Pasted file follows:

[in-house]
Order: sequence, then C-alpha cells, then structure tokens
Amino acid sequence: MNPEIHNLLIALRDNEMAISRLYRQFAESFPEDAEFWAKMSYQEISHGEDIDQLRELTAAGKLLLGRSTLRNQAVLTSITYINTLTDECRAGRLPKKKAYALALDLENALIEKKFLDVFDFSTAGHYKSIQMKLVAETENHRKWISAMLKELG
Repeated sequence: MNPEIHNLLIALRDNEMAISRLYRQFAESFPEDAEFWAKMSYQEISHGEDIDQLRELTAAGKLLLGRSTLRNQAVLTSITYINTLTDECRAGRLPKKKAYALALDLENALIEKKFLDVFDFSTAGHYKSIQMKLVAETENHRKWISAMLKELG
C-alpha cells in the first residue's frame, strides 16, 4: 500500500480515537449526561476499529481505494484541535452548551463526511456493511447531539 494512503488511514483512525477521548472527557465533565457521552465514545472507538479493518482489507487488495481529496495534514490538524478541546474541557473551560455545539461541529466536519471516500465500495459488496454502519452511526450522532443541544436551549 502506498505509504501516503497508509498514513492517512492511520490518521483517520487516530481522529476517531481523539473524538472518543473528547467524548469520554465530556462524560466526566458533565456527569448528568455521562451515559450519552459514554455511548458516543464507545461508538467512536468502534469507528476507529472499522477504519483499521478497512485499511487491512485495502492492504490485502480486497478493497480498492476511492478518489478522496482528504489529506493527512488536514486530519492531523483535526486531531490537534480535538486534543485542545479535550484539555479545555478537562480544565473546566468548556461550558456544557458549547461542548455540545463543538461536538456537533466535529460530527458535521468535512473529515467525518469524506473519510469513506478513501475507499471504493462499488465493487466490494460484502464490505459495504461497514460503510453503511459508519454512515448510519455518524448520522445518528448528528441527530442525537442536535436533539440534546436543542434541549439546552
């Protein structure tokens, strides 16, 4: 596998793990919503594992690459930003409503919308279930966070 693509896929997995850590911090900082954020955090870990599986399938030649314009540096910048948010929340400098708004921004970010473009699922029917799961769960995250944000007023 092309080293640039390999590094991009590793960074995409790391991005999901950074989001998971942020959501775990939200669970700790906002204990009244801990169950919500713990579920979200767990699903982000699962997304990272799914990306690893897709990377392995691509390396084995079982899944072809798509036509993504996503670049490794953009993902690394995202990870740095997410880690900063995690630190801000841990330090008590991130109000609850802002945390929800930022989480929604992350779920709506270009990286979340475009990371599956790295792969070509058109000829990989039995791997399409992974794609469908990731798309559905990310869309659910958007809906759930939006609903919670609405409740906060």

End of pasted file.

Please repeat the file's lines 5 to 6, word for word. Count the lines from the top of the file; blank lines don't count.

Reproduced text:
C-alpha cells in the first residue's frame, strides 16, 4: 500500500480515537449526561476499529481505494484541535452548551463526511456493511447531539 494512503488511514483512525477521548472527557465533565457521552465514545472507538479493518482489507487488495481529496495534514490538524478541546474541557473551560455545539461541529466536519471516500465500495459488496454502519452511526450522532443541544436551549 502506498505509504501516503497508509498514513492517512492511520490518521483517520487516530481522529476517531481523539473524538472518543473528547467524548469520554465530556462524560466526566458533565456527569448528568455521562451515559450519552459514554455511548458516543464507545461508538467512536468502534469507528476507529472499522477504519483499521478497512485499511487491512485495502492492504490485502480486497478493497480498492476511492478518489478522496482528504489529506493527512488536514486530519492531523483535526486531531490537534480535538486534543485542545479535550484539555479545555478537562480544565473546566468548556461550558456544557458549547461542548455540545463543538461536538456537533466535529460530527458535521468535512473529515467525518469524506473519510469513506478513501475507499471504493462499488465493487466490494460484502464490505459495504461497514460503510453503511459508519454512515448510519455518524448520522445518528448528528441527530442525537442536535436533539440534546436543542434541549439546552
């Protein structure tokens, strides 16, 4: 596998793990919503594992690459930003409503919308279930966070 693509896929997995850590911090900082954020955090870990599986399938030649314009540096910048948010929340400098708004921004970010473009699922029917799961769960995250944000007023 092309080293640039390999590094991009590793960074995409790391991005999901950074989001998971942020959501775990939200669970700790906002204990009244801990169950919500713990579920979200767990699903982000699962997304990272799914990306690893897709990377392995691509390396084995079982899944072809798509036509993504996503670049490794953009993902690394995202990870740095997410880690900063995690630190801000841990330090008590991130109000609850802002945390929800930022989480929604992350779920709506270009990286979340475009990371599956790295792969070509058109000829990989039995791997399409992974794609469908990731798309559905990310869309659910958007809906759930939006609903919670609405409740906060």